OK, so it’s funny to the enlightened soul. But actually, it’s really not funny, it’s ineffective: it’s a sad fact that many organisations say they want to do the top 5 actions, but in reality, when the going gets tough, they revert to the five opposites … and, for a time, this delivers short term improvements in results. But then the house of cards begins to fall apart, panic sets in, profit warnings start … and we all know what happens then …

The key is to

  • Understand and take to heart the effective 5 steps
  • Embed them in all your systems and checks and balances
  • Go obsessively public about your desire to deliver them … and offer guarantees to make this rock solid
  • Put some great lead measures in place, and consider profit sharing with “partnership” customers depending on achievement of the Lead measures
  • Keep obsessively developing and promoting this: you need to be VERY clear and VERY firm in all this to prevent people slipping back to the ineffective 5 behaviours.

So, that’s 5 ways to increase your price without losing customers (OK, so the title was a triumph of marketing over reality (as is often the case), and there aren’t ‘5 ways to increase your price without losing customers‘, building and working on your Reputation is only one way that works for the long term … with 5 rules).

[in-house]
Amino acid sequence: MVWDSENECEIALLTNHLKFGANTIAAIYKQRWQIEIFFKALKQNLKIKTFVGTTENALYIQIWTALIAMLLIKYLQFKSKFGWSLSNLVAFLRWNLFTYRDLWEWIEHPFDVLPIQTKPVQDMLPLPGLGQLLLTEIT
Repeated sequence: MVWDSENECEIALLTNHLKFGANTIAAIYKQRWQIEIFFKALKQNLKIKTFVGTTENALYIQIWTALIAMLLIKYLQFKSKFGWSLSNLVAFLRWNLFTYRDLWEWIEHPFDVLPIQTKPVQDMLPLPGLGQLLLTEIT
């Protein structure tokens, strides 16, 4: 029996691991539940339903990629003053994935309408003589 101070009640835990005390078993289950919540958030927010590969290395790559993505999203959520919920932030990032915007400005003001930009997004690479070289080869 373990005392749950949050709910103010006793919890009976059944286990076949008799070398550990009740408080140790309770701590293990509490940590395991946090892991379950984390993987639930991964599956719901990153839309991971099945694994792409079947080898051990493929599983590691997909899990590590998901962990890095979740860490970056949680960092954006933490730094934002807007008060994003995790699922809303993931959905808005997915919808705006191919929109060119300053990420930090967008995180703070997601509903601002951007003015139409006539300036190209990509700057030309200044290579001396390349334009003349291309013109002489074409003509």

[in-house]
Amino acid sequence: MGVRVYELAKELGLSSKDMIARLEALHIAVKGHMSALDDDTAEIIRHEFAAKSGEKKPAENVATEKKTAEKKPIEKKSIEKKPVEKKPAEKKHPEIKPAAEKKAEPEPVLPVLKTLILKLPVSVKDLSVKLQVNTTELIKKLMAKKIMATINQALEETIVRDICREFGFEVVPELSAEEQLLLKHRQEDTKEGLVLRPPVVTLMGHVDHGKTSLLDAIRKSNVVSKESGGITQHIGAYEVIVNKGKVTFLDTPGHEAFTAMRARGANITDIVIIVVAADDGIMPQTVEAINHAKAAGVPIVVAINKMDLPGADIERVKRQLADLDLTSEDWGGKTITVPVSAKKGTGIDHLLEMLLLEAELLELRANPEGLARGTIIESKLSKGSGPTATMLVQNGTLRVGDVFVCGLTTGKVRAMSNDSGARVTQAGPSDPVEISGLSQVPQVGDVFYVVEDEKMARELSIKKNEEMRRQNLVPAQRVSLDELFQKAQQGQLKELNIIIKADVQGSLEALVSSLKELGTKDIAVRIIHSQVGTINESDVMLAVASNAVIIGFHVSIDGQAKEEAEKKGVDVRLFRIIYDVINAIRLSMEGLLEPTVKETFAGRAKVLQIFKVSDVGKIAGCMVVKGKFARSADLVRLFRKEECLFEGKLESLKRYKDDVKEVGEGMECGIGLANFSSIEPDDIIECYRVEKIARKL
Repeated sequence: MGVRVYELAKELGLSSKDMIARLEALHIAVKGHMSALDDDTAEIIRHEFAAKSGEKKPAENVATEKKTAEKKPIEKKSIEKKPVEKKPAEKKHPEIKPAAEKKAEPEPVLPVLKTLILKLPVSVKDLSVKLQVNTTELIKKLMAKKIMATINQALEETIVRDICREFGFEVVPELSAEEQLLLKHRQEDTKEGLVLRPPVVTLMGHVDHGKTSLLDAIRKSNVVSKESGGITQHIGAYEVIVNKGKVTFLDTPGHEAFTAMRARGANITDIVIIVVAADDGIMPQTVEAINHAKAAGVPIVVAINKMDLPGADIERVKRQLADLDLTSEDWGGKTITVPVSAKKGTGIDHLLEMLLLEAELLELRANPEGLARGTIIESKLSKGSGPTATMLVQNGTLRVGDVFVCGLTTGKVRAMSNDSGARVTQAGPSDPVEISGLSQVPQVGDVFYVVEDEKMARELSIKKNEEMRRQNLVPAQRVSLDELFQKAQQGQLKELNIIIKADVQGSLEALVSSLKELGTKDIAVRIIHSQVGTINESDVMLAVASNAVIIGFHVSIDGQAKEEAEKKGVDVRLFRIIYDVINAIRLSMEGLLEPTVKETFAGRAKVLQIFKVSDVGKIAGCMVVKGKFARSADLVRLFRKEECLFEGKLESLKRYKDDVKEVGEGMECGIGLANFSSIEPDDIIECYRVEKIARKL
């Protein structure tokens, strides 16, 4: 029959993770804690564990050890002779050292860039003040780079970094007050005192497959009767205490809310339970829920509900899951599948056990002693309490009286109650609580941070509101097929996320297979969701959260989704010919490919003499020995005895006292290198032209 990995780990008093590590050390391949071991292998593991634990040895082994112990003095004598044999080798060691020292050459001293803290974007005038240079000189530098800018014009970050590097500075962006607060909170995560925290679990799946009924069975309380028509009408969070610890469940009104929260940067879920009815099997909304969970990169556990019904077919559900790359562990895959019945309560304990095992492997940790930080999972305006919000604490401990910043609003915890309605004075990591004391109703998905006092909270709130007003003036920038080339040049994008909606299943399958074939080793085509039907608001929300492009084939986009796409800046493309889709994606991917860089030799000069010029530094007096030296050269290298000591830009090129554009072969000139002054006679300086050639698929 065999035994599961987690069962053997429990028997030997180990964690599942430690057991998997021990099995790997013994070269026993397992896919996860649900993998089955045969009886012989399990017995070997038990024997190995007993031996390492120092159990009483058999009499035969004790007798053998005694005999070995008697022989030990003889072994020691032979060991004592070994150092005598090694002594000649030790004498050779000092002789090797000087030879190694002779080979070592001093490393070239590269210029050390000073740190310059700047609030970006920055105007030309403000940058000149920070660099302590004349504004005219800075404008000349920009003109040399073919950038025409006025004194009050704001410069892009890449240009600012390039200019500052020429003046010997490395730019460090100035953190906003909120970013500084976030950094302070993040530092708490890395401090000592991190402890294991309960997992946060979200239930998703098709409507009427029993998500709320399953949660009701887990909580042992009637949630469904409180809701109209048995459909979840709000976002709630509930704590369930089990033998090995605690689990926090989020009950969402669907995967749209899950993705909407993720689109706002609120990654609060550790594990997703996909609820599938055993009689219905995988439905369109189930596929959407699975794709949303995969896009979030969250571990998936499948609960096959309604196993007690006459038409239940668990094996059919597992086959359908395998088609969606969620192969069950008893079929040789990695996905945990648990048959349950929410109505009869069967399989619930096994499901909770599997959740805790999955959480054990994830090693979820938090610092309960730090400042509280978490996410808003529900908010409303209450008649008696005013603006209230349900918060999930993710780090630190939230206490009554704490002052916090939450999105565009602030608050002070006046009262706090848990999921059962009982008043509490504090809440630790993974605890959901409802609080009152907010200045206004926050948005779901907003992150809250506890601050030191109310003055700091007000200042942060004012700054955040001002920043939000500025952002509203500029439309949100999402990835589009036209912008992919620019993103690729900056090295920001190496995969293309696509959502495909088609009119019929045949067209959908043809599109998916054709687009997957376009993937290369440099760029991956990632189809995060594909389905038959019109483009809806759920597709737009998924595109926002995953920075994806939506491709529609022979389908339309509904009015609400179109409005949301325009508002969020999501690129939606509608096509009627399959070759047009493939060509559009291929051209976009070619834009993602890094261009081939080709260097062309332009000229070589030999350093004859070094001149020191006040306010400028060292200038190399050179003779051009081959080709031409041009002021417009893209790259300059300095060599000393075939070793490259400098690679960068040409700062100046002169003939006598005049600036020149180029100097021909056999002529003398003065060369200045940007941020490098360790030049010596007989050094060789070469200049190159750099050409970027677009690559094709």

We hope you’ve found this article helpful, if so, please share with your friends or leave a comment: if you’d like to know more about our systems, and applying them or licensing them for your own use, please visit Sales Through Service or WayPoint Leisure.

Guy Arnold and Russell Wood are co-authors of “The Reputation Book”, published by LID publishing. [ purchase the book on Amazon ]

 

Reputation book authors page

 

Guy Arnold is the Founder and Managing Director of Sales Through Service and Investors in Feedback.

Click to email Guy

 

Russell Wood is a professional trainer and business advisor, whose background is in the retail, leisure and gaming industry.

Click to email Russell

 

 

November 8, 2017